Thursday, November 7, 2013

7 March 2013, Introduction to The Uses of Pretend


7 March 2013

I am rewriting a series of vignettes about Trevor and Josh. These slices of my life are from an earlier time. They were gathering dust in a blue three-ring binder at the bottom of a box of old papers. I came close to recycling the whole shebang without examining the contents. These short histories emerged from my past and into the light like a time capsule, something I wrote long ago in a mindset I am now wholly unfamiliar with. Was it me?

The voice I used to tell the tales is oddly squeaky, oddly Pollyanna-ish. I think the original intent for the snapshot writing was as a contribution to a support newsletter for parents like me, parents of children born with a craniofacial disorder. I wrote them during a midstream period of parenting when Cub Scouts and spelling tests demanded my attention along with weekly visits to the doctor and developing a network of people I could call when I suddenly needed to stay overnight at the hospital. Life with a child impacted by complex medical needs included a surgical team, hospital stays, and many other health-related necessities. The stories are entitled, “The Uses of Pretend.”

I am struggling to tighten them up. I feel like shaking the writer of these tales, grabbing her by the shoulders and slapping her. Was I so upbeat? Was I that person? Me? Or was it artifice? “Oh fa-la, my kid is in the hospital again, not to worry: I am super mom.” Here’s the deal: I wasn’t. Maybe I fancied myself as super mom in a Walter-Mitty-alter-ego way but when my kids were making their way through elementary school, my present-day memory tells me I was a rumpled wallflower. Yes, I was deeply involved in my children’s education but I was far removed from the belle of the PTA mommy ball. I was the tired bifocal-wearing, scruffy-jeaned, and un-styled-hair-type mom driving the old Volvo station wagon with a barking beagle in the back. My writing dreams were only that then: dreams. I kept my journals hidden and secret and filled them with grousing and longing and, yes, my own brand of pretend.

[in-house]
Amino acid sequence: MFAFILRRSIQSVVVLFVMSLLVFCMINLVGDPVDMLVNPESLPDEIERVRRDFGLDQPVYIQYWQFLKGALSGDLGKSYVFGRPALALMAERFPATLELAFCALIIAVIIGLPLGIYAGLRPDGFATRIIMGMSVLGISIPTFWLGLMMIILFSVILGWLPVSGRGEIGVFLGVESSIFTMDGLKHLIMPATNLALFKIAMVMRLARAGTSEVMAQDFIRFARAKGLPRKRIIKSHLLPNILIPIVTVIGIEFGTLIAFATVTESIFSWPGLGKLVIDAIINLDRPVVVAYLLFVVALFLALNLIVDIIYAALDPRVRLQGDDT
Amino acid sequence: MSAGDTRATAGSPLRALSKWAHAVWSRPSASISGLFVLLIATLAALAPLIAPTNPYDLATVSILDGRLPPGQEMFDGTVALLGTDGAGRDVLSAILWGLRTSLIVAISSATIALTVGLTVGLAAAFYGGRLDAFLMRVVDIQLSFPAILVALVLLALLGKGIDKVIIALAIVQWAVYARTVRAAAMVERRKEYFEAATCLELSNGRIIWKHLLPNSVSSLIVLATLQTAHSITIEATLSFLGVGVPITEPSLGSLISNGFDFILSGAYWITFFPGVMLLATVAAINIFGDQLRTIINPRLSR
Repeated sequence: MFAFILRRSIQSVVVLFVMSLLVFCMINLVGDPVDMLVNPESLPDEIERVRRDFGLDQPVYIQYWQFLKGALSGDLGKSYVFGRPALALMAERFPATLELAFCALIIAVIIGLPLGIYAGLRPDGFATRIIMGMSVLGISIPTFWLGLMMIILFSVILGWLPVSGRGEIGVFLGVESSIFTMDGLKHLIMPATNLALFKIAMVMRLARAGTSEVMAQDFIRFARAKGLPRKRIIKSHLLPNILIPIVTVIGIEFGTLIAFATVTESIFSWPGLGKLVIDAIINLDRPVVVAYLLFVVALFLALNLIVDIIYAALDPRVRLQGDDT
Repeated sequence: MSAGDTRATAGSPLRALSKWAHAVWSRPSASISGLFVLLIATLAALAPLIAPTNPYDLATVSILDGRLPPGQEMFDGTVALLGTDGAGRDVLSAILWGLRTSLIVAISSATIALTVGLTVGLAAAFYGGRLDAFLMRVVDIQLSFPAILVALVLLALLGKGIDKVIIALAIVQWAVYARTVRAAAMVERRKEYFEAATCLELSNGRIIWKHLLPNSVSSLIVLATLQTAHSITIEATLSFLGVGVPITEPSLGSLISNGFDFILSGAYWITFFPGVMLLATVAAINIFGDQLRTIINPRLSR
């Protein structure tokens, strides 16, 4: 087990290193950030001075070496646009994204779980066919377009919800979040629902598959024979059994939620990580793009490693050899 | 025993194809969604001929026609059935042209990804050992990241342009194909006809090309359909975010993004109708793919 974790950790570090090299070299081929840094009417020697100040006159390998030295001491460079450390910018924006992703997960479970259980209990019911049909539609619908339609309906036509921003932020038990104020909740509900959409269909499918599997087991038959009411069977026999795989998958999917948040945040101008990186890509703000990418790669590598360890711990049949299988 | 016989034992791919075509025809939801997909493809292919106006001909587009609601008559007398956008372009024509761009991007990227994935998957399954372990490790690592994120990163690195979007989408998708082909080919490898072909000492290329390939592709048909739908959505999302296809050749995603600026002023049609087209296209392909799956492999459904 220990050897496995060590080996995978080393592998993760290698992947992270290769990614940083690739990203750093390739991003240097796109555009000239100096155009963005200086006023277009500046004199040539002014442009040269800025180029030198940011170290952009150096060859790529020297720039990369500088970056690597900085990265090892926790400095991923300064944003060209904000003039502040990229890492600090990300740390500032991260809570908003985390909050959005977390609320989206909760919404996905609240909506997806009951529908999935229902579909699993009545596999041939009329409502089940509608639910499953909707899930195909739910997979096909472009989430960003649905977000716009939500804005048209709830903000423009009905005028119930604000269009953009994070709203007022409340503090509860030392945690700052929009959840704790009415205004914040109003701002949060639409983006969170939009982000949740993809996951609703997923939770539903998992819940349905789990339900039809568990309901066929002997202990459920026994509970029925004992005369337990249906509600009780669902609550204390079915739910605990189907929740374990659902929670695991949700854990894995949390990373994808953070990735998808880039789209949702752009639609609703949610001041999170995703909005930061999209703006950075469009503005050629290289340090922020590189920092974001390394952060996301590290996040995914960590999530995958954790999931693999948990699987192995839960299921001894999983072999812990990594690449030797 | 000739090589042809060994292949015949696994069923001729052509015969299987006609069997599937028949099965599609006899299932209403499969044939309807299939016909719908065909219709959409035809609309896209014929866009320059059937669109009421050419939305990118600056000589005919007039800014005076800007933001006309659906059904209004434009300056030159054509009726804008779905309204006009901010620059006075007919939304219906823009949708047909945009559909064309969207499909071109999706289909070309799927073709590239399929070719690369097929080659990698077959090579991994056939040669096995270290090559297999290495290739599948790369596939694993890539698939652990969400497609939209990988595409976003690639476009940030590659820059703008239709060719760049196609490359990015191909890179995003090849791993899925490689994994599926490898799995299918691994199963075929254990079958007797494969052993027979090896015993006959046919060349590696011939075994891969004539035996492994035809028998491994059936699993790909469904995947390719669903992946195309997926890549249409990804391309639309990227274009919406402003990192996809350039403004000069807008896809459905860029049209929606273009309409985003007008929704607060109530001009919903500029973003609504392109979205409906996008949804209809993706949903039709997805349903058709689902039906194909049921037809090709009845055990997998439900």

My tone in the newly discovered pieces – written to share - is, by and large, upbeat, reassuring, and steadfast. At least this is what it sounds like to me today. When I first came across them I thought I’d somehow find a place for them in my current major project – wait, spell it like it is, all caps: MAJOR PROJECT. This project, currently absorbing the majority of my writing time, purports to chronicle my life, my growing years – a memoir drawn from my journals. I sit down to transcribe the new stories and find myself not recognizing myself. Was I that person? Gooey? Sappy? It was a long time ago. My writing chops were undeveloped. This is certain. I wasn't crafting and playing with words, fashioning them to my own ends.